MANCHESTER Science Festival organisers were urged today to drop Shell’s sponsorship after three of the event partners pulled out over the controversial oil firm’s involvement.
Organisation Carbon Coop ended its involvement in an exhibition hosted by the Science and Industry Museum after being informed of the sponsorship.
Several partners of the festival had also raised concerns about the sponsorship of the festival’s exhibition Electricity: the spark of life that will open on October 18, campaign group Culture Unstained revealed today.
One organisation said Shell’s involvement makes it “impossible for us to be part of the festival. We are climate-focused and the petrol/oil industry is not addressing the issue in any meaningful way except greenwash where they can.”
Another, which will remain involved this year, informed the museum: “We don’t expect to work with the festival in future if something like this occurs again.”
A 38 Degrees petition with nearly 57,000 signatures was submitted to the museum today.
Culture Unstained co-director Jess Worth said: “The interests of an oil company tarnished by human rights violations, mired in a corruption scandal and driving dangerous climate change have won out over the deeply held values of several festival partners.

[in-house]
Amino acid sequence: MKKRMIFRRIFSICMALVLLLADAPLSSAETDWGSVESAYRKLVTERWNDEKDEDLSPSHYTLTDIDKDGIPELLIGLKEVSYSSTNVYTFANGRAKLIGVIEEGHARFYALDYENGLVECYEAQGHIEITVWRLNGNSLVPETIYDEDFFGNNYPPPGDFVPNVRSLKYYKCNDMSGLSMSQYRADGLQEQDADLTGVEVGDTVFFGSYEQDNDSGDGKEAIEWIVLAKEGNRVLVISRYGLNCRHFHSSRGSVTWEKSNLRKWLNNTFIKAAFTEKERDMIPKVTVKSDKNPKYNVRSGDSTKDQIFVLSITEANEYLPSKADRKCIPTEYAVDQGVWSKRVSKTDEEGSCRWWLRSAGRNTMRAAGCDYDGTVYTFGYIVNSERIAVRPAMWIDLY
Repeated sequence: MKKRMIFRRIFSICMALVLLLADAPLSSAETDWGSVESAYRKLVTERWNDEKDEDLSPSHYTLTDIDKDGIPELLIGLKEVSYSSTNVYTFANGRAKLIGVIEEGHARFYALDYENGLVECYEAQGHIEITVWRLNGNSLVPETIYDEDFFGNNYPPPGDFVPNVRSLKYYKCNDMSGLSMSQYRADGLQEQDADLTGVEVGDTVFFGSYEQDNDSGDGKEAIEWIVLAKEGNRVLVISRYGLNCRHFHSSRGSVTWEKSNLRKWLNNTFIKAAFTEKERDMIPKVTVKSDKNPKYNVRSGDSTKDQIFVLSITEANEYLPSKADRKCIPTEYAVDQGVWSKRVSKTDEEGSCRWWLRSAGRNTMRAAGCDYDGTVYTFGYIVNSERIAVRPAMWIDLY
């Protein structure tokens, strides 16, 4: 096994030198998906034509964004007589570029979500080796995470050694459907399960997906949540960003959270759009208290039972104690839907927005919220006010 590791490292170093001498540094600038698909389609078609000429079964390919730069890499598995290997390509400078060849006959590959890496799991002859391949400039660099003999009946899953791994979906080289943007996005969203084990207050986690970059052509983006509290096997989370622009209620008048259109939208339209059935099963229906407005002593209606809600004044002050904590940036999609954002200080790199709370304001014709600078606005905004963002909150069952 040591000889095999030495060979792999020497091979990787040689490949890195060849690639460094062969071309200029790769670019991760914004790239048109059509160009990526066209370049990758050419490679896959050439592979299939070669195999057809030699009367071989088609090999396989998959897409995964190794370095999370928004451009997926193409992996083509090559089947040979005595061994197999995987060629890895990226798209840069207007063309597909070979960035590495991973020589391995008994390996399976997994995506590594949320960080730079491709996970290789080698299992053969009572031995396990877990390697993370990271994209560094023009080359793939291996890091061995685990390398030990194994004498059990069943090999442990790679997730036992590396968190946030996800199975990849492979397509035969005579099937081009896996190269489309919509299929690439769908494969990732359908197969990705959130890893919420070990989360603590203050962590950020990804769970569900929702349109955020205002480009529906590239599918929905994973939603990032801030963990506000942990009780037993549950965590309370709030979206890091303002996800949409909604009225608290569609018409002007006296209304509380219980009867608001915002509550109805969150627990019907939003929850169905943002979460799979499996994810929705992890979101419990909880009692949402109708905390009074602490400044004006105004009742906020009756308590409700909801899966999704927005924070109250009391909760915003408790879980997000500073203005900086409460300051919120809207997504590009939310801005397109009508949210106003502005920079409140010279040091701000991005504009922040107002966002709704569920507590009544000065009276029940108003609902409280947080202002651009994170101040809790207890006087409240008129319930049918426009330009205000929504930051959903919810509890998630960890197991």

“But there is still time for the museum to draw an ethical red line and ensure its integrity and reputation isn’t damaged further.”
It is possible to be a “world-class museum and refuse to legitimise the fossil fuel industry,” as shown by the Van Gogh Museum ending its 18-year-long partnership with Shell, she added.
Broadcaster Chris Packham, climate scientist Kevin Anderson and Greater Manchester Association of Trade Union Councils president Stephen Hall have also joined the calls.
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